Guest Blog: Come and See What I See, by Laura Coraci
There are many perks to working at your child’s school, and I feel very fortunate to be the Director of Admissions at All Saints for a host of reasons. One of the highlights of my job is that it is my responsibility to pop into the classrooms unannounced as I show visitors around. These visits provide a wonderful way for me to see what is going on in our community through fresh eyes. After having wrapped up a season of tours for prospective families and being now in the midst of touring high school admissions directors through our school, I have gained an insight into many of the details – small and large – of how All Saints students are educated beyond their books from Nursery-Eighth Grade.
We have a consistency of culture in this school that is unparalleled, and there is a passion for purpose and thought that all of our amazing teachers share. The result is that our students have a plethora of tools in their toolboxes – academic, social and spiritual – that they can use to go out into the world with conviction, confidence and grace. But don’t take my word for it- come and see for yourself! Having this perspective is an amazing gift that I want to share with the entire community. I want you all to see how the students are being raised from the moment they enter Nursery to be well-rounded and confident critical thinkers who know how far they can take their gifts and aren’t afraid to do so. I would like to invite each of you to join me for a tour or to come to a Spirituality Assembly or a Mid- Month Gathering in order to catch a glimpse of All Saints in action. Please email me – I would love to bring you around! firstname.lastname@example.org
For those of you who are not able to take the time, I would like to share a “snapshot” of what I saw on a recent tour walking from room to room: Nursery friends were practicing their pre-reading, pre-writing and teamwork skills by writing an original group story entitled, “The Unicorn’s Day of Adventure.”
Pre-K was in a meeting where they were reviewing the week’s affirmation, “I believe in myself and my abilities,” and listening to one of their classmates share a story book that she had illustrated.
Kindergarten North was saying goodbye to the newly-hatched baby chicks and the students were painting farm dioramas in anticipation of Farm Day. Having just finished researching their animals, these friends were excited to share some of the posters that they had created for the event. Kindergarten South was in gym class playing a game designed by Mr. Hester that incorporated movement, reading and teamwork (and a lot of running around to music!).
First grade West was using their smart board technology to review fractions in an interactive game.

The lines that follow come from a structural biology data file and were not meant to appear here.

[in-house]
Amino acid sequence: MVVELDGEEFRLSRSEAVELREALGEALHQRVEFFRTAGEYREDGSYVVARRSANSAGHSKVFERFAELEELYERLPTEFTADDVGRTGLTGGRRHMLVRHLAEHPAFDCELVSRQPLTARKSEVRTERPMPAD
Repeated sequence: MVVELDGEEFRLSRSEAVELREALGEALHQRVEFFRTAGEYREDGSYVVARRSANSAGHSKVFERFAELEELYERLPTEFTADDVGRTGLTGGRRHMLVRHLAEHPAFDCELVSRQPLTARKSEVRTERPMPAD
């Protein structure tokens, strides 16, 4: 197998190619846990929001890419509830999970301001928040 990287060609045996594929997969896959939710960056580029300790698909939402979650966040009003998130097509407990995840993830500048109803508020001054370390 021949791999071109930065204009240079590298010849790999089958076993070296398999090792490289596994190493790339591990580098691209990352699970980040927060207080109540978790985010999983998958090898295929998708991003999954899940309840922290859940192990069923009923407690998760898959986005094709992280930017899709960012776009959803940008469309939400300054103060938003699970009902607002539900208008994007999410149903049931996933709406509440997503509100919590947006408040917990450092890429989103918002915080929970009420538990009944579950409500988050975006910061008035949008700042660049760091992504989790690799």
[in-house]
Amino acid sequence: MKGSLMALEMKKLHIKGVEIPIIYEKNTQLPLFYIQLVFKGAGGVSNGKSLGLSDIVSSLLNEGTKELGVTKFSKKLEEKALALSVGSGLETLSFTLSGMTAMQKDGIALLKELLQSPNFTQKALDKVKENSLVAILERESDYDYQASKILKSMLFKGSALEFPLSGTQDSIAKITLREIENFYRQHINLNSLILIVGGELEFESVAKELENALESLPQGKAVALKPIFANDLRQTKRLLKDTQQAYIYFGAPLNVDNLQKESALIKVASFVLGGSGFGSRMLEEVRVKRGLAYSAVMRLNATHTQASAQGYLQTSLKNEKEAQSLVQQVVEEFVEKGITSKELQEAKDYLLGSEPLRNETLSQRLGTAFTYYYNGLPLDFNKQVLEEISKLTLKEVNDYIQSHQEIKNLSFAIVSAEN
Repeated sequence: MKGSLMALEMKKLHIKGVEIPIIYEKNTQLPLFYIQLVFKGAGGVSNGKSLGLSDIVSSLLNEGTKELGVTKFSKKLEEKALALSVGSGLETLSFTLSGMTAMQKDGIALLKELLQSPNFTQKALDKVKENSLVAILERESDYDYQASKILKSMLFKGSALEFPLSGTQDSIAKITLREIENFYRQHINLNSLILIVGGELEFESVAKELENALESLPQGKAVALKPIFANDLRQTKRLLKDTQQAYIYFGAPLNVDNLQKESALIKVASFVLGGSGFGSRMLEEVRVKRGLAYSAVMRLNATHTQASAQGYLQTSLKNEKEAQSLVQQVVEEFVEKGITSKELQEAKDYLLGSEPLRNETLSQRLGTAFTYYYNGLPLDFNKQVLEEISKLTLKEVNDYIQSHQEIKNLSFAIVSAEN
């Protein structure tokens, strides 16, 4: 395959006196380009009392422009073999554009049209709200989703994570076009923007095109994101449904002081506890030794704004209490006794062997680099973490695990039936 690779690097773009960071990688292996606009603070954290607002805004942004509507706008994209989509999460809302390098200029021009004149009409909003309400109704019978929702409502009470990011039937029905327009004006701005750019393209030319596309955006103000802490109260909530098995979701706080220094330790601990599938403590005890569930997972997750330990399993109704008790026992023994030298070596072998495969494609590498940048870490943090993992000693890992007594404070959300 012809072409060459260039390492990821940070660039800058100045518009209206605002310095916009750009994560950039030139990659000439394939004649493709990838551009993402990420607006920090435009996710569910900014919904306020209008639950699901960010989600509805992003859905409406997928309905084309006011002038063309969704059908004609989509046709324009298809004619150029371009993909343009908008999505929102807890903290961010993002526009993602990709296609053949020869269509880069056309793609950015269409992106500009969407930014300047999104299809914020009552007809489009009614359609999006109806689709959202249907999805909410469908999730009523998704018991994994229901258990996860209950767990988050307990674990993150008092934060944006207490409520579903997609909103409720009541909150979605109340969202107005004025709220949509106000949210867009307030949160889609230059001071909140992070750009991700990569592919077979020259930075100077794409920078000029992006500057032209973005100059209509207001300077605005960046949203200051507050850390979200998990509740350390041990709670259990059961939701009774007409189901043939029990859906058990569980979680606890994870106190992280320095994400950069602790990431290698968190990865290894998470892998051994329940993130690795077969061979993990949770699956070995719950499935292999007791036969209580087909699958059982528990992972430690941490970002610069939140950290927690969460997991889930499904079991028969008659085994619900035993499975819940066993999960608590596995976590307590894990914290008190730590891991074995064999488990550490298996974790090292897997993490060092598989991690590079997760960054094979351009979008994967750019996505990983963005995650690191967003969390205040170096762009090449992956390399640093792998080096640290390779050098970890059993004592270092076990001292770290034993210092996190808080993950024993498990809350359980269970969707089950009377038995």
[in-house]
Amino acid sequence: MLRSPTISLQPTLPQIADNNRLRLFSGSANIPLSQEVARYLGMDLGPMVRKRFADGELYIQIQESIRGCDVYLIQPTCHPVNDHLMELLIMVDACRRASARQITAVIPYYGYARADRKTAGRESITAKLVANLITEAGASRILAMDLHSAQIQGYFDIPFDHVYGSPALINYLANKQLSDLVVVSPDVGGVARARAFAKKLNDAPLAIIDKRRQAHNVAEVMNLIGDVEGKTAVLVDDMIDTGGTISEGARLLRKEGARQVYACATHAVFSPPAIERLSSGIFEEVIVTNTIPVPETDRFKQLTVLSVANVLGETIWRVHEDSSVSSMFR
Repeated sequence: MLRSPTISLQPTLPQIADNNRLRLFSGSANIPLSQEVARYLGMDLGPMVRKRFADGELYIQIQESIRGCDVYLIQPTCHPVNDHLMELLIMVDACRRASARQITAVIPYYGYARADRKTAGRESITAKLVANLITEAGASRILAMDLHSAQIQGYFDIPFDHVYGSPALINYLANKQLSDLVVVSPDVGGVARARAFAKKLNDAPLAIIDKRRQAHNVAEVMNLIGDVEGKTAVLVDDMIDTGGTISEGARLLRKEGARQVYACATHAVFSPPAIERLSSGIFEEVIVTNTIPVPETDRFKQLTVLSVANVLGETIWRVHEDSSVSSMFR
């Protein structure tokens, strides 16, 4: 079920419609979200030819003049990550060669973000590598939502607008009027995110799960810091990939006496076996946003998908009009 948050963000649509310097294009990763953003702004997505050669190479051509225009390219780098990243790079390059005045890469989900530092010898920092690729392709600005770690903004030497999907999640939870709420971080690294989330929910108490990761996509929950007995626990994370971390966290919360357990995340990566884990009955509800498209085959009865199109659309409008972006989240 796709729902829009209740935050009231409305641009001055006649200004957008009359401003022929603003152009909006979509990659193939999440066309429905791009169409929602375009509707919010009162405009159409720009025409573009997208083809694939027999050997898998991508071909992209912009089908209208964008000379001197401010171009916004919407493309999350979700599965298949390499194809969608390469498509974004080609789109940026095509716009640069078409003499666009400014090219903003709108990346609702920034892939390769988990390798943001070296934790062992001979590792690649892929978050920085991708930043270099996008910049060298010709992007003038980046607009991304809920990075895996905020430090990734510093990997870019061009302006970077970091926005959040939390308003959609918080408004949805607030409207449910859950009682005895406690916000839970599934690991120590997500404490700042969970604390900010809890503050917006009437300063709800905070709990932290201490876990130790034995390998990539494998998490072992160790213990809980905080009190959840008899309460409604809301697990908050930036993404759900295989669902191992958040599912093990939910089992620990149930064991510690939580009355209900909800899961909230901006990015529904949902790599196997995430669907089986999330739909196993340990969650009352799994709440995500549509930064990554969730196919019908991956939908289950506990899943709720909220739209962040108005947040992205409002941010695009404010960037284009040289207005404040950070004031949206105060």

First grade East was discussing the science behind the hatching of the baby chicks and students were having some time to visit with them before they went back to the farm.
The Second Grade classes were in their literature circles where they held small group discussions about their books from the week and reviewed character studies using Venn diagrams and descriptive essays.
Third Grade was finishing Spanish class where they had reviewed mathematical concepts in Spanish and were transitioning to practice their Shakespeare play, Twelfth Night, for this week’s Bard Bash.
Fourth Graders were in Health Class where they were discussing what peer pressure is and sharing some examples of how they had overcome outward pressure and done what they knew to be right. They were sure to let me know that they were going outside next to conduct their “Man on the Street” interviews about pedestrian safety for their Action Research project!
Fifth Graders were in Science class working on posters that depicted the channeling and use of different forms of electrical power after having finished building battery operated circuits.
Sixth Graders were demonstrating their solutions to the monthly math challenge (This month there were two projects designed to celebrate the number Pi). For this I stayed to watch longer than usual! Two examples of what they came up with were a version of the “cup-song” using the first 25 numbers of Pi and a musical composition played by a student who converted each of the first 25 numbers of Pi into a musical note. Students were also asked to demonstrate the value of Pi by showing how many times the diameter of a circle can be repeated around its circumference.
The Seventh Graders were in Latin class reading a book about ancient Rome and discussing grammar.
Eighth Graders were studying the Universal Declaration of Human Rights and getting ready to work on their papers detailing the histories, current situations and possible paths to justice for the people of countries that are currently in violation of these rights.
What will they be doing the next time I walk through? I have no idea, but am excited to see. Please, come join me!
Questions? Thoughts? Ideas? I’d love to hear them! Email me: email@example.com